Sunday, November 29, 2009

Saturday's Cooking-with-Children Experiment

We're always looking for new ways to include our children in some of the daily routines that keep our household functioning. This is part of my own larger plot to share the burden of unpaid domestic work amongst all the members of the family, as I ease further and further into paid work, again. I would also like to launch my children into the world with a number of useful domestic skills: knowing how to cook and how to shop for nutritious food, how to pick up after themselves, how to entertain themselves, how to notice needs and care for each other. Pretty lofty goals. And it doesn't feel like we have much time to instill these values and skills into our beloved offspring.
I've noticed something: when we write a plan on our large family calendar beside the phone, the plan happens. For a long time, I've been dreaming of cooking a meal, once a week, with a child who is old enough to help out (ie. everyone except CJ, right now, though I'll bet he'd love to try, too). But it's never actually happened with any regularity. So, I decided to write it on the calendar, oldest to youngest, the next three Saturdays. Yesterday was the first, and because it was on the calendar, Albus took it very seriously--and so did I. Plus, we had a great baking/kitchen day. Apple-Apple started by stirring up and kneading bread dough, almost entirely by herself. Fooey was my cookie-assistant. And Kevin covered the granola-baking while I took two eight-year-old boys shopping for pizza-making supplies. Two boys, because Albus had a friend over and the friend expressed interest in helping out. This turned out to be really really fortuitous and so much fun that I'm thinking maybe Apple-Apple would like to invite a friend to include in her cooking adventure next week.
I'd made the dough in advance--in fact, I used an insanely simple fermented dough recipe that has proved mostly successful in its three outings. (It's literally: flour, salt, water, and yeast, stirred together and left to ferment on the counter overnight). The first outing was the best, because I didn't leave time for a second rising on my second attempt. And for pizza dough--it was awesome. So stretchy and moist that the boys were able to spread it on their trays with ease and without assistance. Plus they loved the tactile pleasure of oiling the trays with their hands, smooshing the dough, sprinkling the cheese. An excellent meal choice, Albus. We made tomato sauce in the blender using the same cookbook (My Bread, by Jim Lahey). Can of tomatoes, juice from tomatoes, salt, olive oil, clove of garlic. Rev the engine. Gloop onto the dough and spread with a spoon. Then there was lots of grating of cheese and chopping of pepperoni. I fried the bacon. The red peppers were last summer's, frozen. We never got to the french fry making, the other item on the menu. Maybe next time.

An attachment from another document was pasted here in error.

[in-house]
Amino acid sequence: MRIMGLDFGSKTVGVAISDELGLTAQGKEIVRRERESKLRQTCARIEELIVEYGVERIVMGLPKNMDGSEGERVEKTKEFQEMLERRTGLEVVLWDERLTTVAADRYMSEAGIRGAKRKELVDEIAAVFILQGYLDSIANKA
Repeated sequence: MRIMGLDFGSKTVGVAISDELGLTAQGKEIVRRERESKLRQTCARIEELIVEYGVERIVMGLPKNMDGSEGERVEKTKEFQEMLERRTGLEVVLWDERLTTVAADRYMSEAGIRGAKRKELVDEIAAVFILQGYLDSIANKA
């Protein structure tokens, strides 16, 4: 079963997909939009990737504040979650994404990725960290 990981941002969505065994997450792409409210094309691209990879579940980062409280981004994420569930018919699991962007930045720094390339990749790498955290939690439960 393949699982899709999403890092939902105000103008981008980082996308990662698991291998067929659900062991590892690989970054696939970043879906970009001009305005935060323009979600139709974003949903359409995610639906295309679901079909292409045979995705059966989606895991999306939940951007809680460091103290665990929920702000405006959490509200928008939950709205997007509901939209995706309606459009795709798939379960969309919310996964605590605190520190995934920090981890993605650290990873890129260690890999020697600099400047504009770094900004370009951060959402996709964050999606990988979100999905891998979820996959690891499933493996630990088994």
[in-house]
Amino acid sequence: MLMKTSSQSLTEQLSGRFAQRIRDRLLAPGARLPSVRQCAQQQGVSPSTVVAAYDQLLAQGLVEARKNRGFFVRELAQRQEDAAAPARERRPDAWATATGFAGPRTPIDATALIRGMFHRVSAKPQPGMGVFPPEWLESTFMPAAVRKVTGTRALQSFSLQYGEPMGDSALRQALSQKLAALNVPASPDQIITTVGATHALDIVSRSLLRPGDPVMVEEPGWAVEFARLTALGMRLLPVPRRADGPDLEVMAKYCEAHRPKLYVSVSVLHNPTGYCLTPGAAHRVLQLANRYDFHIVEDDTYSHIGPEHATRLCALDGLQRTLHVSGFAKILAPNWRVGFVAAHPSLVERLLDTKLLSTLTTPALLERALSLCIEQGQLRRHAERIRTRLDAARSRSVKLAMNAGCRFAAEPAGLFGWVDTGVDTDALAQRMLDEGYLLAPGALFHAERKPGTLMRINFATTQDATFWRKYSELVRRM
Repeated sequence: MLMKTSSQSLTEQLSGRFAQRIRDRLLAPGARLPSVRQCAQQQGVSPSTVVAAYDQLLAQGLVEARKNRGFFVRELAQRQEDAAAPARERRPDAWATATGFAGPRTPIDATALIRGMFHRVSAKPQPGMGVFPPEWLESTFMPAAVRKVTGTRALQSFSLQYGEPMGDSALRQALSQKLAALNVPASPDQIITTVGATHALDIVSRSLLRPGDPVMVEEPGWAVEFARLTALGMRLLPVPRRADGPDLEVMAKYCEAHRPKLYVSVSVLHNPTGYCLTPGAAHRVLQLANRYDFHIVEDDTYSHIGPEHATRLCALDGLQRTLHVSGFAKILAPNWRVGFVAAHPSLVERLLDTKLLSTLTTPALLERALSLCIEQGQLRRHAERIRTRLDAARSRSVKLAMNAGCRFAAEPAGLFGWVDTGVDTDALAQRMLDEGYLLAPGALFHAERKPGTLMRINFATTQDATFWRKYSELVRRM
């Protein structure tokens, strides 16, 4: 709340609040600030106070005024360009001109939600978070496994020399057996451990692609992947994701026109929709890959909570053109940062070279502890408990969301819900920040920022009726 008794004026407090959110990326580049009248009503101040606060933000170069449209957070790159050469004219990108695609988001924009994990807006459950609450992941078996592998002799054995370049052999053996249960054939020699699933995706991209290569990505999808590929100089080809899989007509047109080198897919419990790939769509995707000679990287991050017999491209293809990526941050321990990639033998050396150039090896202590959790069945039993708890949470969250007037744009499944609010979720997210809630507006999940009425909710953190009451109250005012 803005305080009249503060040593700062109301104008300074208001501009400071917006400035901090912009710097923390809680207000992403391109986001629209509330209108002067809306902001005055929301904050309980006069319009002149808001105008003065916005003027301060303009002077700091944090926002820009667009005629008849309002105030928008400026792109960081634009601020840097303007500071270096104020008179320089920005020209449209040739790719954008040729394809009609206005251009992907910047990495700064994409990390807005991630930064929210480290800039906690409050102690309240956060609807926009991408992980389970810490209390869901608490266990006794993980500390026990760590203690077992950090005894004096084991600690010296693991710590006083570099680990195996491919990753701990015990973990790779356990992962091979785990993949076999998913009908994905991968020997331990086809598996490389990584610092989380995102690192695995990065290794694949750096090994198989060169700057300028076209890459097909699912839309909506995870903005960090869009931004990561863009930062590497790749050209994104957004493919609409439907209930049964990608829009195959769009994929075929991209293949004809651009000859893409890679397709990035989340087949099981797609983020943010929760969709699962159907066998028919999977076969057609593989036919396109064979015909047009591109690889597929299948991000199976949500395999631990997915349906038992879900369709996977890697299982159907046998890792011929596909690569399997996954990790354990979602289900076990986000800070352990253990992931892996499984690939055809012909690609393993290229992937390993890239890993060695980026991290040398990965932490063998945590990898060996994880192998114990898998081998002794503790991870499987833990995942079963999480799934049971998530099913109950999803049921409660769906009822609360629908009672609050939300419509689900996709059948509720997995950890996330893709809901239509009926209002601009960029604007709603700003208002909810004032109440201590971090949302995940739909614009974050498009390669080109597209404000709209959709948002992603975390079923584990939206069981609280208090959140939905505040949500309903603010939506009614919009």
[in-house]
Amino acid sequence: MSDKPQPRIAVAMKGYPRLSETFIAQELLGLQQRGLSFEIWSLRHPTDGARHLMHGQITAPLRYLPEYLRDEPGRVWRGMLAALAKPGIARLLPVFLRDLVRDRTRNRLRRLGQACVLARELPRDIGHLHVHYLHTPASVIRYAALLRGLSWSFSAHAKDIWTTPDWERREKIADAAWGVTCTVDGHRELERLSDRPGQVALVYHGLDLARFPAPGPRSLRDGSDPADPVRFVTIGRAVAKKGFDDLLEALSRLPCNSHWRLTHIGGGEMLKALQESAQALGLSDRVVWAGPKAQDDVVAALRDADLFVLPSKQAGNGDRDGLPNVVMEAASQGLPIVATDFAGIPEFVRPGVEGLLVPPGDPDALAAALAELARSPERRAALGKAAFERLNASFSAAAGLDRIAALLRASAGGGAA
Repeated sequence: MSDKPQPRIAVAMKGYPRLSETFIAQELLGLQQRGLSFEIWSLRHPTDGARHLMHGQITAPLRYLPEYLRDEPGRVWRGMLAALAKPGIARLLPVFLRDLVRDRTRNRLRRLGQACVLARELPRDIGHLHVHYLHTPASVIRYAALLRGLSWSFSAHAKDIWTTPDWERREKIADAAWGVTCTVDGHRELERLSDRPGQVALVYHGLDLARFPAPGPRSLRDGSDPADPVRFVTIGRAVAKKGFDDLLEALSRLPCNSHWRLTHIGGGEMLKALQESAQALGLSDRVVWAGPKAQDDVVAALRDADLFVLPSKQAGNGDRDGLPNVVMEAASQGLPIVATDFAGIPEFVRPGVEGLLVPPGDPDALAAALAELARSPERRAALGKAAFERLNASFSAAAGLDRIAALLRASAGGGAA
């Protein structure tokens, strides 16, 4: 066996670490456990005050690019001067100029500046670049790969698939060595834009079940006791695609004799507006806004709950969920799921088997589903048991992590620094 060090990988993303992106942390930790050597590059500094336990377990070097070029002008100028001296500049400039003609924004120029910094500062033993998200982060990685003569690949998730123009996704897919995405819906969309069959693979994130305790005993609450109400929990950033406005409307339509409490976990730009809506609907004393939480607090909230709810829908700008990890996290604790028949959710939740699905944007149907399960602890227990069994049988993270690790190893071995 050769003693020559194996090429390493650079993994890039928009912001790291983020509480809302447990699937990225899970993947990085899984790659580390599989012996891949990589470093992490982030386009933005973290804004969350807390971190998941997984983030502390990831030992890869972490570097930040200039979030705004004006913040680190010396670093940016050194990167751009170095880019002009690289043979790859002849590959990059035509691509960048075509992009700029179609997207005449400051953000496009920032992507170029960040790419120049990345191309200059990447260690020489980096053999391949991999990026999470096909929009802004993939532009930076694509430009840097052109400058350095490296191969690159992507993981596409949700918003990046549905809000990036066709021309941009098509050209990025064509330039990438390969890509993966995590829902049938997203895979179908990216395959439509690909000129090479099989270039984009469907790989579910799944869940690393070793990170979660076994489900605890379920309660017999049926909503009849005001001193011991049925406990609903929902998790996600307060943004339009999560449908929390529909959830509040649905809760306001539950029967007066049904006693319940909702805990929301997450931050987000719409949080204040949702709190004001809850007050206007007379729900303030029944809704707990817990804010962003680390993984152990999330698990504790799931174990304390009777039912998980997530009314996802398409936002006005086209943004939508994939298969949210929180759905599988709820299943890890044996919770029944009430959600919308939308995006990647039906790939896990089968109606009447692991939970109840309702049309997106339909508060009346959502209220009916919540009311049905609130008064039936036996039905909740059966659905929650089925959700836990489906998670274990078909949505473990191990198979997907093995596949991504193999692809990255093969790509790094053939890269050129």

It was such a fun day of cooking together. And what made it all possible was this knowledge in the back of my head that I didn't need to find time to vacuum the whole house ... because we're trying out having a cleaning service come in every other week to do a full cleaning. They will dust. I have never dusted. Should I even confess that? They will vacuum. They will wash the floors. I have never washed the wood floors. Again with the confessions. Stop me now.
I will report back on this experiment.
Because they'll be coming on Wednesday, I am instituting a Tuesday evening tidy and computer time. (Computer time available to those who help with the tidying.) We did a dry run last Tuesday, and Albus was particularly helpful.
Anyway, to sum it up, spreading out the burden of housekeeping freed me up to spend a full day cooking and baking and sharing that time with the whole family. Here's hoping this experiment will prove sustainable.

Friday, November 27, 2009

Parenting Expert Reporting Live

I have not been a good blogger this week and there's a reason. The reason is that I have started writing a parenting column twice a week for a new website that will launch in December. I'll invite you there, when it goes live. Meantime, though there's no direct poaching of subject matter (well, not in the columns I worked on this week), there is a general overlap between the genres. The columns are polished, obviously, and much more topically focused. But are blog-like in that I'm talking about real things that are really happening.

But I need to continue this blog, and push to find a few minutes here and there (like right now--while CJ "washes" every plastic dish in the house in our kitchen sink while standing precariously under-supervised upon a stool with a revolving seat while juggling lit matches ... um, just kidding about that last thing. Please stay calm. And, yes, aren't I eminently qualified to write a Parenting Column? I find myself muttering that on occasion since landing the gig. Hey, this is a great Parenting Column moment. Parenting Expert over here! Please, nobody look!).